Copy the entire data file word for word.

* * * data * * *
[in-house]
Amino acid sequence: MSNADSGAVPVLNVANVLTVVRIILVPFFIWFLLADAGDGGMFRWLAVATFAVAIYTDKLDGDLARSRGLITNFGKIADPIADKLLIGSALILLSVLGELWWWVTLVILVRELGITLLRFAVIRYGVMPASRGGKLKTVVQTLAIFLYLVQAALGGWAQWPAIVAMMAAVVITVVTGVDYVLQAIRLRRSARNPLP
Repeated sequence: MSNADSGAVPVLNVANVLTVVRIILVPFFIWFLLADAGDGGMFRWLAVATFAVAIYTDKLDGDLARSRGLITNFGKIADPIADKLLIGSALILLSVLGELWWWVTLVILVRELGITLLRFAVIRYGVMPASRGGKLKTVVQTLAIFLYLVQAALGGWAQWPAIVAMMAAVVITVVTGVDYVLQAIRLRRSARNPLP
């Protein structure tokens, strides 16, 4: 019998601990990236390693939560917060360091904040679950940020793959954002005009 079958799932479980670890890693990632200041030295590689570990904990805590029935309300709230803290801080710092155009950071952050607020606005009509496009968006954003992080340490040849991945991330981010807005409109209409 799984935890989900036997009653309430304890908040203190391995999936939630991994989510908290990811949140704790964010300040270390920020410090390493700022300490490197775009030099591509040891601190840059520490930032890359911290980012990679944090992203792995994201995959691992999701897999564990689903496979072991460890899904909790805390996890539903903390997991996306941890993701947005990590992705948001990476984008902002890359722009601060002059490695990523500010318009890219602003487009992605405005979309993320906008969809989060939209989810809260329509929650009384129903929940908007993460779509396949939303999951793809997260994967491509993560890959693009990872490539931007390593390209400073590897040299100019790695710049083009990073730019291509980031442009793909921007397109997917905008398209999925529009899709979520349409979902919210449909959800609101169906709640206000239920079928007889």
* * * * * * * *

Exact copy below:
[in-house]
Amino acid sequence: MSNADSGAVPVLNVANVLTVVRIILVPFFIWFLLADAGDGGMFRWLAVATFAVAIYTDKLDGDLARSRGLITNFGKIADPIADKLLIGSALILLSVLGELWWWVTLVILVRELGITLLRFAVIRYGVMPASRGGKLKTVVQTLAIFLYLVQAALGGWAQWPAIVAMMAAVVITVVTGVDYVLQAIRLRRSARNPLP
Repeated sequence: MSNADSGAVPVLNVANVLTVVRIILVPFFIWFLLADAGDGGMFRWLAVATFAVAIYTDKLDGDLARSRGLITNFGKIADPIADKLLIGSALILLSVLGELWWWVTLVILVRELGITLLRFAVIRYGVMPASRGGKLKTVVQTLAIFLYLVQAALGGWAQWPAIVAMMAAVVITVVTGVDYVLQAIRLRRSARNPLP
């Protein structure tokens, strides 16, 4: 019998601990990236390693939560917060360091904040679950940020793959954002005009 079958799932479980670890890693990632200041030295590689570990904990805590029935309300709230803290801080710092155009950071952050607020606005009509496009968006954003992080340490040849991945991330981010807005409109209409 799984935890989900036997009653309430304890908040203190391995999936939630991994989510908290990811949140704790964010300040270390920020410090390493700022300490490197775009030099591509040891601190840059520490930032890359911290980012990679944090992203792995994201995959691992999701897999564990689903496979072991460890899904909790805390996890539903903390997991996306941890993701947005990590992705948001990476984008902002890359722009601060002059490695990523500010318009890219602003487009992605405005979309993320906008969809989060939209989810809260329509929650009384129903929940908007993460779509396949939303999951793809997260994967491509993560890959693009990872490539931007390593390209400073590897040299100019790695710049083009990073730019291509980031442009793909921007397109997917905008398209999925529009899709979520349409979902919210449909959800609101169906709640206000239920079928007889």